Censorship lesson and case study: Fond du Lac
Censorship Case Study
by Jeff Kocur
A case study on the Fond du Lac High School Cardinal Column’s censorship by administration after the publishing of an article on a rape culture at the school. The study involves censorship of Fond du Lac High School’s by administration after the publishing of an article on a rape culture at the school. Students examine the application of the First Amendment to high school students and evaluate and hypothesize what they might do if faced with a similar situation.
• Students will examine the application of the First Amendment to high school students
• Students will discuss the censorship of a high school publication.
• Students will evaluate and hypothesize what they would do if they were in a similar situation.
Common Core State Standards
•Informational text; Integration of knowledge and ideas
Integrate and evaluate multiple sources of information presented in different media or formats (e.g., visually, quantitatively) as well as in words in order to address a question or solve a problem.
• Informational text; Integration of knowledge and ideas
Delineate and evaluate the reasoning in seminal U.S. texts, including the application of constitutional principlesand use of legal reasoning (e.g., in U.S. Supreme Court majority opinions and dissents) and the premises, purposes, and arguments in works of public advocacy (e.g., The Federalist, presidential addresses).
100 minutes (Two 50-minute classes)
Materials / resources
• Handout 1
• Handout 2
• Rape Culture Coverage
For more information about the situation:
• Article on the issue
• Student Press Law Center with links to story
• Article in the Milwaukee Journal Sentinel
1. Background — 3 minutes
Teacher should either talk through or project the following:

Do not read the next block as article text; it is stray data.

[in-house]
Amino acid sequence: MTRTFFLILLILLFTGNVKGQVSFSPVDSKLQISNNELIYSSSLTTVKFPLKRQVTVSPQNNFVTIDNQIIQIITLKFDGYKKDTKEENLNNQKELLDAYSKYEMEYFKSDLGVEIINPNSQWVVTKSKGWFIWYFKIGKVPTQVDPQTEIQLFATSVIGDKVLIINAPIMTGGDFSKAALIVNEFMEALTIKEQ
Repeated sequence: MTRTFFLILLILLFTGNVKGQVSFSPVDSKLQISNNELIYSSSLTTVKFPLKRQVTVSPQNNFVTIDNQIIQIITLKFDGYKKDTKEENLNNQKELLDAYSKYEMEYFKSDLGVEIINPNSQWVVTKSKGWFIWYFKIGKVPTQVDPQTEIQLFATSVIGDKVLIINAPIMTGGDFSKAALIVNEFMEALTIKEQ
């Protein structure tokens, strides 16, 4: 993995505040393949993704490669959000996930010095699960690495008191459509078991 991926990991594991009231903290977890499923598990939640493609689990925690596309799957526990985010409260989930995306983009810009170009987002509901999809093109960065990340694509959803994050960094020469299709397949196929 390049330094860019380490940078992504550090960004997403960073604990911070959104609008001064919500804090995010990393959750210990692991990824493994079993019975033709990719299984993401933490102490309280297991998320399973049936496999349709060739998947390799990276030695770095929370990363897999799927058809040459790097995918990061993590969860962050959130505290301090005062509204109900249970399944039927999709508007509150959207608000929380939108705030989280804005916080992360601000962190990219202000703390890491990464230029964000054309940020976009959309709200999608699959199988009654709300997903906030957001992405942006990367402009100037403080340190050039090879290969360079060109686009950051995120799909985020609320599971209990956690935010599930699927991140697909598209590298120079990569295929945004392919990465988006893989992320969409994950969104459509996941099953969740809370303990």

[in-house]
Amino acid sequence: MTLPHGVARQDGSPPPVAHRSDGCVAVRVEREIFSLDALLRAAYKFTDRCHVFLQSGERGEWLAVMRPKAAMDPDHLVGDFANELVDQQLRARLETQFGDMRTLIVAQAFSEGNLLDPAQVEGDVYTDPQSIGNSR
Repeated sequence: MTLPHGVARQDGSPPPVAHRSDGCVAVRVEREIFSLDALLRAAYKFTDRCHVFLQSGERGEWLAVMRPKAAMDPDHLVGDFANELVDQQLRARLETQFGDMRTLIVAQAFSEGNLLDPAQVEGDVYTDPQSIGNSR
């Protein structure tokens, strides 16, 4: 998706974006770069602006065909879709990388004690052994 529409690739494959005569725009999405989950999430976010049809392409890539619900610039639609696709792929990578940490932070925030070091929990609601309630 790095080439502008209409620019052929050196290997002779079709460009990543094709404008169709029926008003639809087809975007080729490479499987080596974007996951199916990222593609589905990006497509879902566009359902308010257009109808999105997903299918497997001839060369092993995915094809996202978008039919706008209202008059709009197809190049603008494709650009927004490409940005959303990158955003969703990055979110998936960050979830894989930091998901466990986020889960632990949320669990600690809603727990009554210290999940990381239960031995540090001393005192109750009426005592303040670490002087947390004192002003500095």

Summation of issue:
Students at the Cardinal Columns, the student run newspaper at Fond Du Lac High School in Fond Du Lac, Wisc., were compelled to write a piece in the February issue about a rape culture at their school. The Editor-in-Chief, Tanvi Kumar told the Student Press Law Center the following.
“We are so saturated in a society that tolerates and even condones objectification of women and sexualizes them to be less than human beings,” Kumar said. “I think a lot of that … contributes to rape jokes and rape culture, and it’s not something that I could see going under the radar anymore.”
After the article was published, the principal, Jon Wiltzius, enacted a school board policy on the books, but not in practice, that would require the students to submit their paper to him prior to publication. He censored a photo on the cover of the next issue that was critical of the new policy.
2. Opening question — 2 minutes
Ask the students “What if this happened at your school?”
Teacher note: A healthy, mutual understanding of the First Amendment between your staff and your administrator would likely make this a non-issue, but not all schools are that lucky. You may want to share the First Amendment with the students as well.
3. Reading the article — 25 minutes
Teacher should pass out the article. Students should read the coverage in its entirety.
4. Pair work — 15 minutes
Teacher should pass out “Handout 1.” Students could work on the sheet in pairs.
If students have not finished the handout, ask them to do it for homework.
1. Recap — 5 minutes
Ask students to “remind you” of what they read about the day before.
2. Large group discussion — 15 minutes
Teacher should ask each group to report their answers. Teacher should facilitate the discussion.
3. Small group work — 15 minutes
Ask each pair to partner with another pair. Pass out “Handout 2.” Students should answer the questions from the sheet.
4. Large group discussion — 15 minutes
Again, teacher should ask each group to report their answers. Teacher should facilitate the discussion.
If students would like more information on the Fond du Lac censorship, they should access the articles listed in the resources section.